Undesirable Bill’s Undesirables Bill: William Pember Reeves and Eugenics in Late-Victorian New Zealand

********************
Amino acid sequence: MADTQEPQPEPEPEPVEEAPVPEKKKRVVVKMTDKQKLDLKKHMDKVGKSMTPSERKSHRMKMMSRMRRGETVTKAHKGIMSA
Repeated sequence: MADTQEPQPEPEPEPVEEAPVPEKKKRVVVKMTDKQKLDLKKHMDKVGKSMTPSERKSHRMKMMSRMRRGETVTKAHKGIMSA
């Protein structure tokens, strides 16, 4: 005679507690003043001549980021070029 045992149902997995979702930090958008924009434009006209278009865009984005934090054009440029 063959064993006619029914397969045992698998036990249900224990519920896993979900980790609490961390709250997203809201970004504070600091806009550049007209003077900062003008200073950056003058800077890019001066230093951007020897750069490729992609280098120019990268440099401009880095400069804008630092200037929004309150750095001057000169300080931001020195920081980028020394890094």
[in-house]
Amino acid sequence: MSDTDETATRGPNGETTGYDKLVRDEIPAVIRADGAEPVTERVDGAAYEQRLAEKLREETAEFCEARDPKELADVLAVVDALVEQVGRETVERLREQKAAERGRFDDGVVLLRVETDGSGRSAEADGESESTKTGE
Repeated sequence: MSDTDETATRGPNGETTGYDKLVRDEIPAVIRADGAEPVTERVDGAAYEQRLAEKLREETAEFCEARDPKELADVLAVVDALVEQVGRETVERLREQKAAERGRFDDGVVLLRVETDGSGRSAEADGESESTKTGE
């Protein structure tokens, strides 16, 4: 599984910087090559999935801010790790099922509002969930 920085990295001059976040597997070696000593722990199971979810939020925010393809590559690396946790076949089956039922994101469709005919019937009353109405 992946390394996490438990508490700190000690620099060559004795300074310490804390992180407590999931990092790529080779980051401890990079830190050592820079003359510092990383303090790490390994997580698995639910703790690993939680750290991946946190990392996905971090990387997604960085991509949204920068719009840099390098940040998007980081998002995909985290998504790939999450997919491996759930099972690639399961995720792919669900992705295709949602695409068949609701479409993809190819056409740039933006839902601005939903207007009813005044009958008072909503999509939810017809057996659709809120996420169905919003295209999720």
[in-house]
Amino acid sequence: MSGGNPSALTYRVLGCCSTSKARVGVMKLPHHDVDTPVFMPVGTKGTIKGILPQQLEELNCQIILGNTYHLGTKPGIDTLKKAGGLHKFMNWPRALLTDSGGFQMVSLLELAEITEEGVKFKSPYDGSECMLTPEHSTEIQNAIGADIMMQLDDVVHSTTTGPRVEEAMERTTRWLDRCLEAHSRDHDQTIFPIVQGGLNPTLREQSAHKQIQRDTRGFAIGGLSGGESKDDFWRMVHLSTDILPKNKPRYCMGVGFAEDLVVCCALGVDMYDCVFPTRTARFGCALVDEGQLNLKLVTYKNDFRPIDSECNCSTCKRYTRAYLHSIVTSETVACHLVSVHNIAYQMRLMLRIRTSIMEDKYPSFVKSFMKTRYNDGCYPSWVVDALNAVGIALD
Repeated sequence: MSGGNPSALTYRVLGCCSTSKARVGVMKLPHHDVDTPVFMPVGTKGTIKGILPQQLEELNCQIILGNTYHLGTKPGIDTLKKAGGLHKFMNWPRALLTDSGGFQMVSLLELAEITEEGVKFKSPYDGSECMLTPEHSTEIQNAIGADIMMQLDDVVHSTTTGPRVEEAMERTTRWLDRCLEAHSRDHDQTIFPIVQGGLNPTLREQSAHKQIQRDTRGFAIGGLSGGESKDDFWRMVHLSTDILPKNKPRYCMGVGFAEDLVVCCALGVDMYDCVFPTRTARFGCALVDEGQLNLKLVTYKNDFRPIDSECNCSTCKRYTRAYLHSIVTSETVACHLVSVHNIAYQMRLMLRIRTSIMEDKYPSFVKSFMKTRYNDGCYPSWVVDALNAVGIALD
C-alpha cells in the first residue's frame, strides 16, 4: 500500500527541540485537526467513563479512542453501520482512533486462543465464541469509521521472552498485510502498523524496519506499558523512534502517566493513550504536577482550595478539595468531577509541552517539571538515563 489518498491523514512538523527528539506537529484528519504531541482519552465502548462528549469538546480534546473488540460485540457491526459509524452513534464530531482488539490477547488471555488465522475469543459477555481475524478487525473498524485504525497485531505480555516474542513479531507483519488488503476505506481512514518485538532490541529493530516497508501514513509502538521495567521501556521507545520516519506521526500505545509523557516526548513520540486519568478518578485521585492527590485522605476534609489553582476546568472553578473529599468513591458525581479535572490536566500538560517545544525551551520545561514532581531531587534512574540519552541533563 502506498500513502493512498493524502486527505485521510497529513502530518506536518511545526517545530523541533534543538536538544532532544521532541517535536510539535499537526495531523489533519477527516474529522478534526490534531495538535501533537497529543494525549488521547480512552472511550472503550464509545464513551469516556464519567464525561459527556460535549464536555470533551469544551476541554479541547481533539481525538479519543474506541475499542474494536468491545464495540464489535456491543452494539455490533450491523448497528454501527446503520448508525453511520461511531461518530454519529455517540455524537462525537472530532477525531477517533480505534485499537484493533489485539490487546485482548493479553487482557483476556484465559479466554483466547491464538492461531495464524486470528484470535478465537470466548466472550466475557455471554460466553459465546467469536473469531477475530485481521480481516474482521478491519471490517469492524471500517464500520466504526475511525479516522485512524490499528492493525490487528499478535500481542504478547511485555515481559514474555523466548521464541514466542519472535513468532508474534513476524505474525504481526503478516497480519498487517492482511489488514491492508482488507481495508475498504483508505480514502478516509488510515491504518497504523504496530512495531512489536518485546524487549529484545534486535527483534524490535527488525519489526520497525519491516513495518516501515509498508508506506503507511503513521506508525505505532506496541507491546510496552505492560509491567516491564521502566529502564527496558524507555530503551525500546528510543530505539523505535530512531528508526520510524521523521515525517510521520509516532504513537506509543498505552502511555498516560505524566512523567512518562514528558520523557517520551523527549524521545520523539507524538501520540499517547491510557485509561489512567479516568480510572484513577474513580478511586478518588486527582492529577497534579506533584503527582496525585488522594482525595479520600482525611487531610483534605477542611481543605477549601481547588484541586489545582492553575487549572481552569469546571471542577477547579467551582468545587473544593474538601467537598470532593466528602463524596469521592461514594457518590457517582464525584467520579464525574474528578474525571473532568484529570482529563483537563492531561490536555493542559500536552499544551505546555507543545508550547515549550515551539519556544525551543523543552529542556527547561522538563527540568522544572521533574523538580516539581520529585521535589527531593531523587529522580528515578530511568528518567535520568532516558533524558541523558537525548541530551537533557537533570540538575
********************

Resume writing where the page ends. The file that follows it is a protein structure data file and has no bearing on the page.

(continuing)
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John Stenhouse explores the eugenic views of William Pember Reeves, a Fabian socialist politician in New Zealand’s Liberal government of the 1890s. The main architect of its progressive industrial and labour laws, Reeves aimed to build an exemplary modern nation that overcame class, religious and racial differences. His eugenically-inspired Undesirable Immigrants Exclusion Bill of 1894 aimed to protect his model democracy from undesirables: paupers, mental defectives, the diseased, cripples, drunkards, criminals and Asians. It sparked criticism not only from conservatives and capitalists but also from many liberals and white workers who attacked the pauper clause, in particular, as illiberal, authoritarian and elitist. Church groups already critical of Reeves as a doctrinaire secularist joined the chorus, encouraging the Premier to kick Reeves upstairs to London as New Zealand’s Agent-General.